NHS complaints ‘ignored’
By politics.co.uk staff
Half of NHS patients forced to complain about their treatment are likely to receive an “inadequate response”, a watchdog survey has suggested.
The Healthcare Commission found roughly half of the 8,000 annual complaints required further work after the initial submission because the trust’s response was not good enough.
As a result the biggest single cause of complaint was that a previously complaint had not been properly responded to. This rose as a proportion of the total, from 16 per cent last year to 19 per cent now.
Anna Walker, the commission’s chief executive, said millions of treatments were delivered by the NHS every year and so it is “perhaps encouraging” there are only around 8,000 complaints.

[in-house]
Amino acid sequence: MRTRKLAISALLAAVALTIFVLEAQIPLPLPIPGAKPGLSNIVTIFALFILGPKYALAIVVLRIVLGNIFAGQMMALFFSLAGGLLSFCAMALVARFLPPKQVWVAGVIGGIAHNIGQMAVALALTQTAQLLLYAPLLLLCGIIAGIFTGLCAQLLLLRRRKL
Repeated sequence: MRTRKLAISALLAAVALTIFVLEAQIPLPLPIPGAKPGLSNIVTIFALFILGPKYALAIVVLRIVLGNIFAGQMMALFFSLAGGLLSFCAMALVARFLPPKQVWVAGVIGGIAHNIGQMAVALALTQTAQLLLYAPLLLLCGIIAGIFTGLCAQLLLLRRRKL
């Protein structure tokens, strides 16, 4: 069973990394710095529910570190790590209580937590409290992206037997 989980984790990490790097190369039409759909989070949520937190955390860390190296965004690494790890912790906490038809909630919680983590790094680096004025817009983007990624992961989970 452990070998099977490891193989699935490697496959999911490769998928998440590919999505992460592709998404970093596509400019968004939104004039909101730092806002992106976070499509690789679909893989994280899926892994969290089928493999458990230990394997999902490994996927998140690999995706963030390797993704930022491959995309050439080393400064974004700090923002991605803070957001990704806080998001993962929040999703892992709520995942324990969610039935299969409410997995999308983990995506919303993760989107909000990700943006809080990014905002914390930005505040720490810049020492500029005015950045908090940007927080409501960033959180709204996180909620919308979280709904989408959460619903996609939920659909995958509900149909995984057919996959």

But she added: “It is clear from our wider work on complaints that trusts are not always systematically learning from them and improving their services for the future as a result. They clearly need to do so,” she said.
“It is very important that people feel that they can complain about their NHS trust if they need to and that the trust will respond positively to their complaint and learn general lessons from it.”
Over two in five of the complaints reviewed by the commission originated from hospitals, with 11 per cent coming from GP practices.
Of the cases reviewed in the year to July 31st 2008 30 per cent were upheld, an increase from nearly 20 per cent the year before.